Armed with a three-game winning streak extended by Fountain’s efforts, the Seahawks were ready for GMU on Saturday, and with all five starters scoring in double figures, UNCW overcame a five-point halftime deficit to upend the Patriots 61-58. Fountain had 10 points, 4 rebounds and 2 assists. In conference play, Fountain is UNCW’s second leading scorer behind Carter (14 points), leads the team in minutes played (35 mintues), and most remarkably, is shooting 48 percent from behind the arc (30/63).

I spoke with Moss about Fountain after the Northeastern win, and he was beaming with pride. I suggested how super it is when a player improves between junior and senior year, and pointed to Dan’s three-point shooting. Moss was proudest of Fountain’s defense on Janning, recognizing that at least some of Janning’s 21 points were scored after the issue was decided (during that don’t-foul-a-three-point-shooter period late in the game – an edict UNCW admittedly needs work on). It was evident that Moss enjoys coaching Fountain, admires him, and more and more depends on him. And expects to be rewarded going forward.

While VCU won their seventh straight yesterday over Drexel to extend to 8-1 in conference play, in addition to Mason the other 6-2 second place teams went down at home – William and Mary to Old Dominion and Delaware to Georgia State. That moves UNCW into a four-way tie for second place in the conference at 6-3.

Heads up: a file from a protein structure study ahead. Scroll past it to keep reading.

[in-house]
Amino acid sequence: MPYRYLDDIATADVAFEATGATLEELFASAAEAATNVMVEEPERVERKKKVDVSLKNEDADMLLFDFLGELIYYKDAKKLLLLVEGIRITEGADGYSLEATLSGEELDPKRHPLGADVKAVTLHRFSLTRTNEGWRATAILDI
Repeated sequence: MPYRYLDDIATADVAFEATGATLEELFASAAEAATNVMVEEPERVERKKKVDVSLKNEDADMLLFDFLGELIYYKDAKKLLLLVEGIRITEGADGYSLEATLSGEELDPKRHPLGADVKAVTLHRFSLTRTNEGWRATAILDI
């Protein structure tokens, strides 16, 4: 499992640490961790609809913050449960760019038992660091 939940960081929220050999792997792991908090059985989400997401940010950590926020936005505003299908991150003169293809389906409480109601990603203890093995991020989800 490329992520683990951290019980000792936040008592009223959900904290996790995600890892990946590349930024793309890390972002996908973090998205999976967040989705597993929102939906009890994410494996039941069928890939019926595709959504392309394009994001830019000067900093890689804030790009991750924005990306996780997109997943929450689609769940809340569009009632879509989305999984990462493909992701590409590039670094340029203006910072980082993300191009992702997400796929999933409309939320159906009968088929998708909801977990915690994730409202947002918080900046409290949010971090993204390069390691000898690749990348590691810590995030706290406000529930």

But before anyone gets too excited in beautiful beachside Wilmington, payment now comes due for the recent home stand, and the Seahawks begin a three-game road swing on Wednesday night, visiting ODU, William and Mary and Delaware, before returning home to face James Madison on February 9.

If the Seahawks can win two of three on the road – or even one – and if they are still tied for second when they return home – or are just one game out – they will be a legitimate threat for a second-place regular season finish, and a bye on that Friday of conference tournament play. And if the look on Moss’ face is any indication, that will happen because Dan Fountain continues to shoot, guard, and improve.

CAA News and Notes

  • Antoine Agudio’s 32 in Hofstra’s win at Northeastern on Saturday brought his career scoring total to 2,007.
  • No one – not even Dan Fountain – can be as hot from behind the arc as GMU’s Dre Smith was for a week or two (including 10-10 in Mason’s win over JMU). Well, things do even out, as Smith shot 1-7 from three (1-8 overall) in GMU’s three-point loss at Wilmington.
  • The conference Game-of-the-Year this Tuesday night, VCU at Mason, is on ESPN2 at 7 P.M.
  • Rod Barnes of Georgia State finally found himself on the right side of a tight game, as the Panthers beat Delaware by a single point.
  • Don’t look, now but Pat Kennedy’s Towson Tigers are 4-1 at home in conference play following yesterday’s win over struggling JMU.
  • Remember, both Kennedy and Barnes have those transfers sitting out, ready to play immediately next year for Towson and Georgia State.